omnibar.gif

Omnibar to the rescue

Use your product

We want to be there for our users, especially while they’re using the product. To make it as non-intrusive as possible, we use Intercom for gentle nudges to help them, hear from them and figure out how to help them succeed. From our analysis, it is surprisingly effective in getting people the help they need and setting them up for success on Appsmith.

At the same time, it is important not to overuse the product for engagement and let our users use the product the way they want. It is easy to get carried away and use the real estate near the banner, navbar and other empty spaces to push for engagement (This is something we argue over every day), but it is important to understand that users don’t use the product to engage with us. Engagement is a great side effect of a good product.

Not all users are the same

This seems obvious but is hard to put into practice. Not all users want the same features or the level of support or the roadmap. Segmenting users here helps to figure out which channel is more effective to engage with them.

Our users include startup founders (who are super active on Appsmith) as well as CTOs of large companies (who use our product once in a while and don’t personally engage on the platform). We need different strokes for different folks. For example, support requests work great on discord for founders and engineers, but might not be the most optimal channel for CTOs of larger companies.

Discord was great for instant support, but it was a nightmare for users during peak hours. Repeated questions, examples and JavaScript snippets were clogging the pipeline. Before we officially launched community.appsmith.com, users had already found the website and started asking questions. We quickly realised that our users were seeking a place where they could search for pre-existing queries or have their queries answered without the hassle of Discord. This also signalled a preference for more elaborate answers to questions about the direction of our project.

We’re still in the process of getting our forums to be as active as our community, and I think we will get there fairly soon, simply because of users’ preferences in where and how they want to engage with us.

CleanShot 2021-07-06 at 18.01.47@2x.png

Seed common spaces!

The one thing I believe we definitely did right from the beginning, was seeding our forums and Discord community with content. When our users saw that there was activity, they were happier to post, argue and discuss with us across a variety of channels.

But what really helped us do this easily was that we decided that as contributors to Appsmith, we were essentially the group that set the bar on community interactions and formed the core part of the community. We operated as members of the community first, and used Appsmith to create our own internal apps, and posted questions that came up naturally in that process.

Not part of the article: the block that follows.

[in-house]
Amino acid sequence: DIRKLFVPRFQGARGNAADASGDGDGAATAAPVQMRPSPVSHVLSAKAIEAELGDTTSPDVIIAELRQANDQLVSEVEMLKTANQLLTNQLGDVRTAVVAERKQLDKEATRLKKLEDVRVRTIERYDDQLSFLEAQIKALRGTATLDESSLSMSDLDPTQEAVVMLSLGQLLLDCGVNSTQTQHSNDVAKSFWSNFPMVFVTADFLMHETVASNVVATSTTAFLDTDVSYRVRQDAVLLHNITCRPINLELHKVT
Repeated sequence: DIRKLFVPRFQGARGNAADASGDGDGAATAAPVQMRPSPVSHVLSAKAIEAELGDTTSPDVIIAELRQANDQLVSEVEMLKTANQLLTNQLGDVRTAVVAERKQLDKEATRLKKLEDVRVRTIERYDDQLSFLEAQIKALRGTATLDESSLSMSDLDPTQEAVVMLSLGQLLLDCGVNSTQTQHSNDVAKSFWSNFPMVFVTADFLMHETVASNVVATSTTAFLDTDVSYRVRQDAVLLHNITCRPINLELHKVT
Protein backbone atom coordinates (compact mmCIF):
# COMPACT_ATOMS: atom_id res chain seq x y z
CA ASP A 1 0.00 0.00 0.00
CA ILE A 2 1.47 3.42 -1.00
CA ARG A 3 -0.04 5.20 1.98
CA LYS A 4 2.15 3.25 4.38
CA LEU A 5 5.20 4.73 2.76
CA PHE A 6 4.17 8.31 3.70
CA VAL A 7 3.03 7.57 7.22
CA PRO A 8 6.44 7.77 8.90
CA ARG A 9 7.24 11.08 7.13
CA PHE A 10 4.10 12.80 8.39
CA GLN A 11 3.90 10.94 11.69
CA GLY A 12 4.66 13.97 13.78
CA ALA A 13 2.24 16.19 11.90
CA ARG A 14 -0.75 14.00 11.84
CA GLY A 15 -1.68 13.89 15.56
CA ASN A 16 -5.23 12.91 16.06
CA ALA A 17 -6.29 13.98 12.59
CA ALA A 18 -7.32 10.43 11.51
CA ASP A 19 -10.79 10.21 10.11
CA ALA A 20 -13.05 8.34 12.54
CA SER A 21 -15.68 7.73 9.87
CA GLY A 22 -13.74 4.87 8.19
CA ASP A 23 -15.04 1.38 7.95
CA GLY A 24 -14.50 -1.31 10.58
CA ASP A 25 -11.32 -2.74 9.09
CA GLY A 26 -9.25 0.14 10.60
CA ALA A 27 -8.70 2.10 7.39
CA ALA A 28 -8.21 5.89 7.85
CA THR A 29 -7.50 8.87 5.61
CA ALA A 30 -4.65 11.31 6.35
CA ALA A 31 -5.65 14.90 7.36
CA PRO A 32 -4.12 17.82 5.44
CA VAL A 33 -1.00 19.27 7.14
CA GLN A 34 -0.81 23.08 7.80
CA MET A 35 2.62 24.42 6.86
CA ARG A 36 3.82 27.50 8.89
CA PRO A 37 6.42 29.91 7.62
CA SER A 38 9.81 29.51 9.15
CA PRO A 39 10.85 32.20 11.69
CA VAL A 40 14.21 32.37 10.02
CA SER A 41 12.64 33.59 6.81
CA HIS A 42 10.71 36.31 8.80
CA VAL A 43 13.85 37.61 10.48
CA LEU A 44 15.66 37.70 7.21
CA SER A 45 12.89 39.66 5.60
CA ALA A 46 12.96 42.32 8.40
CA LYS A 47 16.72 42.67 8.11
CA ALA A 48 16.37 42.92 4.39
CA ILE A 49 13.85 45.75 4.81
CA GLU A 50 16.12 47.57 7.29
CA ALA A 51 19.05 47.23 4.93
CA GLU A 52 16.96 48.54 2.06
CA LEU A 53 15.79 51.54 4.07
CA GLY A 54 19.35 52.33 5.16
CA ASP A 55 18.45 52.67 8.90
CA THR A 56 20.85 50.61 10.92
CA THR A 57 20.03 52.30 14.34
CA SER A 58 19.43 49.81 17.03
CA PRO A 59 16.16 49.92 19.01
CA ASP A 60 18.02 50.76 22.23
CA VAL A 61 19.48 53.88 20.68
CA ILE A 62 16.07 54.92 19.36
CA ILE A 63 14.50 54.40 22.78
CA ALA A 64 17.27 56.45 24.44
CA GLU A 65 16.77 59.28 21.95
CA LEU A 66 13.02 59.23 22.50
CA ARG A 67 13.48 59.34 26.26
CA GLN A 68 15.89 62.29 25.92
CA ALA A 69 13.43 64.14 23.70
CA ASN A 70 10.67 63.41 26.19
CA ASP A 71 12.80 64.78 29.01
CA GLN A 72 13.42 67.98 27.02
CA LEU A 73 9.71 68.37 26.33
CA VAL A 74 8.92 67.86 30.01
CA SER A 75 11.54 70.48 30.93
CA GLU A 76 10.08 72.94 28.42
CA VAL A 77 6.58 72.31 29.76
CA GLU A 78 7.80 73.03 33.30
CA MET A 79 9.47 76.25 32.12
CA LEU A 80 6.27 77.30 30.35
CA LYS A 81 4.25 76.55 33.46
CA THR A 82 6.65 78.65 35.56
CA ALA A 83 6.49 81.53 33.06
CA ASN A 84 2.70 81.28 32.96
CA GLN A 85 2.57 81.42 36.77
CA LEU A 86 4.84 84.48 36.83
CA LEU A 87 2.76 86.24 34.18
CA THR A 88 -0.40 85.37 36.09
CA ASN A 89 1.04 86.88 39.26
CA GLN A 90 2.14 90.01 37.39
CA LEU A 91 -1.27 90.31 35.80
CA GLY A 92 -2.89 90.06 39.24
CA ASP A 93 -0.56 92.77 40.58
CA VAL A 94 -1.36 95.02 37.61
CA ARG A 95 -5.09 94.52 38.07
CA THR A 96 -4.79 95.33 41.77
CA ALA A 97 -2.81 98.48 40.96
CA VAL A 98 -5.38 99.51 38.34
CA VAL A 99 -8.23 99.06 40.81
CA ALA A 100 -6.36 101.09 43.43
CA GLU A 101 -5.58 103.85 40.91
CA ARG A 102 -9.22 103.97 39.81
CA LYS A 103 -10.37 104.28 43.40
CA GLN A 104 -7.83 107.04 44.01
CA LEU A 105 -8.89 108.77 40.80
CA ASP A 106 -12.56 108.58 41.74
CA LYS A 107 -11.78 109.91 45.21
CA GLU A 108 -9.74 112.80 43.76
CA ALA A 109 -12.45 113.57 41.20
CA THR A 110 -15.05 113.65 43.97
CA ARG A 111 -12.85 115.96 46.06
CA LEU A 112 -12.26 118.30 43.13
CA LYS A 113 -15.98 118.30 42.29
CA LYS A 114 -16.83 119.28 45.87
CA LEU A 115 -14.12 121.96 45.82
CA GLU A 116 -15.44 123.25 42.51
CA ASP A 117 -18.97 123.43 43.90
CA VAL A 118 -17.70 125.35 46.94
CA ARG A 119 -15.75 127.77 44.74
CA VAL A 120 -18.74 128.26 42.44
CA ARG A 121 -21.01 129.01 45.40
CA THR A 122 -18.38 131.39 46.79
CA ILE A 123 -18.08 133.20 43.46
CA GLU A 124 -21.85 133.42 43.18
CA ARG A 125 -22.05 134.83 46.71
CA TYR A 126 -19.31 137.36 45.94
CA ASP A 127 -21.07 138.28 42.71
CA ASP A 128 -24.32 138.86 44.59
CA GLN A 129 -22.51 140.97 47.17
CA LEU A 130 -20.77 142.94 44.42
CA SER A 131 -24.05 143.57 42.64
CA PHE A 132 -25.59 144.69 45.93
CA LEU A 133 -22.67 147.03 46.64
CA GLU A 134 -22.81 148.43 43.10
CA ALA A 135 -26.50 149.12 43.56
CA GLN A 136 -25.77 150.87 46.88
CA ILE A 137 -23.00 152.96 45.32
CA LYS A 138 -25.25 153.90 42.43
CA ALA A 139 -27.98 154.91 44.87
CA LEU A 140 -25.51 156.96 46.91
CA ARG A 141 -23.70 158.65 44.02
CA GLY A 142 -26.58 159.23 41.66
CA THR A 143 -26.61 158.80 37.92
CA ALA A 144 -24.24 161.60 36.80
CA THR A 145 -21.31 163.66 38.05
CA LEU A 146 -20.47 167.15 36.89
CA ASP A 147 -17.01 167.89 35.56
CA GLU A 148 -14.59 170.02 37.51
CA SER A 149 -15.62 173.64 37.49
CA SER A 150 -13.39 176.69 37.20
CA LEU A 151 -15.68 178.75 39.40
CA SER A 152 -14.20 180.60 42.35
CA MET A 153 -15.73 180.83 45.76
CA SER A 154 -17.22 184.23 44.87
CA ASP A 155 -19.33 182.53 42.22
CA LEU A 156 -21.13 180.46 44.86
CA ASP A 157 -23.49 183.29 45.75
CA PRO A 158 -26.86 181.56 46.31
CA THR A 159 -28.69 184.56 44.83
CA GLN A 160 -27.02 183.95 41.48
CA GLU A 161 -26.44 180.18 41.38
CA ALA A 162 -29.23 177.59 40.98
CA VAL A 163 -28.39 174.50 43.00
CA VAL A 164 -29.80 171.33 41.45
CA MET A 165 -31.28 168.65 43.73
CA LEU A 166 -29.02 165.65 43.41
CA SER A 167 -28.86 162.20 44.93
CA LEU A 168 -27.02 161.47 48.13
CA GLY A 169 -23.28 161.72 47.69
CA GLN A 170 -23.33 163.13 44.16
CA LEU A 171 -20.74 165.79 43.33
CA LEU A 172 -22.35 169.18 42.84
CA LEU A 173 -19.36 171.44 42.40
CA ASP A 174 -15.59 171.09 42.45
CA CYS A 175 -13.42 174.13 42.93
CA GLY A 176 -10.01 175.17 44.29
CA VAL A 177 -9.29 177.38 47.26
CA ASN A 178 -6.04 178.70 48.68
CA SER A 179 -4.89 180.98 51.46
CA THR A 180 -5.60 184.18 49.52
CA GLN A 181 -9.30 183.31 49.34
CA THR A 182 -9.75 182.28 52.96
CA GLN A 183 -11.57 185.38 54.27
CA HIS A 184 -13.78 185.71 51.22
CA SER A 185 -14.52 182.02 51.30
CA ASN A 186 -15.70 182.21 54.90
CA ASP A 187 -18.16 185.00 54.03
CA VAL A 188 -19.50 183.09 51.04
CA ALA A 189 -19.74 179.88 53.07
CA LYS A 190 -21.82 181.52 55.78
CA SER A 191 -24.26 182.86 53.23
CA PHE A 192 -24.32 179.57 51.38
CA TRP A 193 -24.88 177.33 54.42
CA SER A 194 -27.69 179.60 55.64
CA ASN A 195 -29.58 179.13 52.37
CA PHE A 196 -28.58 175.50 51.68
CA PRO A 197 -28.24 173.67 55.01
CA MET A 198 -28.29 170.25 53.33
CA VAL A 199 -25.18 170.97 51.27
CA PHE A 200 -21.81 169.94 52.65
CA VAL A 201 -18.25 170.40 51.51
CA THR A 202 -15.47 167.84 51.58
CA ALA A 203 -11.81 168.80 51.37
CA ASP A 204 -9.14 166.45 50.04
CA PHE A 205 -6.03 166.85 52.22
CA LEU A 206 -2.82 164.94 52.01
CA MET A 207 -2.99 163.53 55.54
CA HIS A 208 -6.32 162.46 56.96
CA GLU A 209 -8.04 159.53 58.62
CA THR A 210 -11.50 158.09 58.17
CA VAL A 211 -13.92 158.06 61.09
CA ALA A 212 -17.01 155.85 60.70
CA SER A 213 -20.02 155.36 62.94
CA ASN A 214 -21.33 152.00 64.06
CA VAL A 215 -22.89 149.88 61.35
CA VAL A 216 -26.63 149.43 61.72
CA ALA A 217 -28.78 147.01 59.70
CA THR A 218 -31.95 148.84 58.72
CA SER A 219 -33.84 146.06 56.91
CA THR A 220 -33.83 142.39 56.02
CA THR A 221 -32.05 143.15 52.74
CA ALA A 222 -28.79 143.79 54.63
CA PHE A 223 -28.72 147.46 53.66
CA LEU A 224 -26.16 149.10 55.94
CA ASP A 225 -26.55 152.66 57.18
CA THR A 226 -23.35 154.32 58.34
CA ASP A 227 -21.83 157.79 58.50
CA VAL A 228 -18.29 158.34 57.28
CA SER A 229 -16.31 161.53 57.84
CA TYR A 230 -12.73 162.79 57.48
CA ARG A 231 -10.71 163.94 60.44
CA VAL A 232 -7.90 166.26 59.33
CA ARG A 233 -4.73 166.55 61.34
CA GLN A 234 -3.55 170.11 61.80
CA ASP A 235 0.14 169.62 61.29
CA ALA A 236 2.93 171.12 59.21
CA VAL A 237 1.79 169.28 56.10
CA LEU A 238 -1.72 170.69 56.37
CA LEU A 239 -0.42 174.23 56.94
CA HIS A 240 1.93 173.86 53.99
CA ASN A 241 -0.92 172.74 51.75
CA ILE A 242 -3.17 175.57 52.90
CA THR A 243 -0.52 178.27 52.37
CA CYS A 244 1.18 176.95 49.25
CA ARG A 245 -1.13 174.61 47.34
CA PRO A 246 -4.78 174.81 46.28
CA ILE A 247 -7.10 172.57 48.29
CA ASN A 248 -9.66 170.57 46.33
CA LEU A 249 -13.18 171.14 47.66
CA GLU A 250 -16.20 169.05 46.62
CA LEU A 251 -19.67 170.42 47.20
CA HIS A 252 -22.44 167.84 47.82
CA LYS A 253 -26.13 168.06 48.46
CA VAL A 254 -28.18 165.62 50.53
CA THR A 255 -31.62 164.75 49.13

CleanShot 2021-07-06 at 18.03.14@2x.png

From a user on our forums

Track your progress:

While this is not something you do directly for the community, as a project, it is very important to see where you and the community see returns in the efforts. At Appsmith, we use GitHub for issues, discourse forums, Reddit, Discord, email and intercom as channels to engage with users, and it is really complicated to see if our initiatives are working long term, without measuring retention and engagement for the community.

Luckily, we found orbit, a product-focused on community engagement that helps us figure out how users are interacting with various touchpoints in the community and the engagement of our users. We can now keep track of important metrics like messages on Discord and posts on discourse along with the number of returning members, and tie it with product metrics to improve user experience and engagement.

CleanShot 2021-07-06 at 18.03.55@2x.png

Orbit Dashboard for Appsmith

CleanShot 2021-07-06 at 18.04.48@2x.png

Tracking messages on Discord to measure the engagement

Some things to keep in mind:

While these ideas have worked for us at Appsmith, by no means will it work for everybody across the board. Also, one obvious engagement tool I haven’t touched upon in this article is email. Email is how most engagement starts, and there is tonnes of content about using email and making engagement effective online. The other problem with email, is there is a fine line between engagement and spam and thus we use email judiciously with a cap of one email a week and not more. We’re always thinking about how we can cut down the email we send our users and engage with them without spamming their inboxes.

But in the spirit of ticking all the boxes, you can check out our live demo on how we email users who are churning out. As we have scaled, we have also used Appsmith to build a ton of our internal engagement tools, to great effect.

This article provides an overview of the initiatives we’ve undertaken at appsmith to drive user engagement and build a community. We hope some of these initiatives will be useful for your context. Do let us know what you think!

What’s a Rich Text element?

The rich text element allows you to create and format headings, paragraphs, blockquotes, images, and video all in one place instead of having to add and format them individually. Just double-click and easily create content.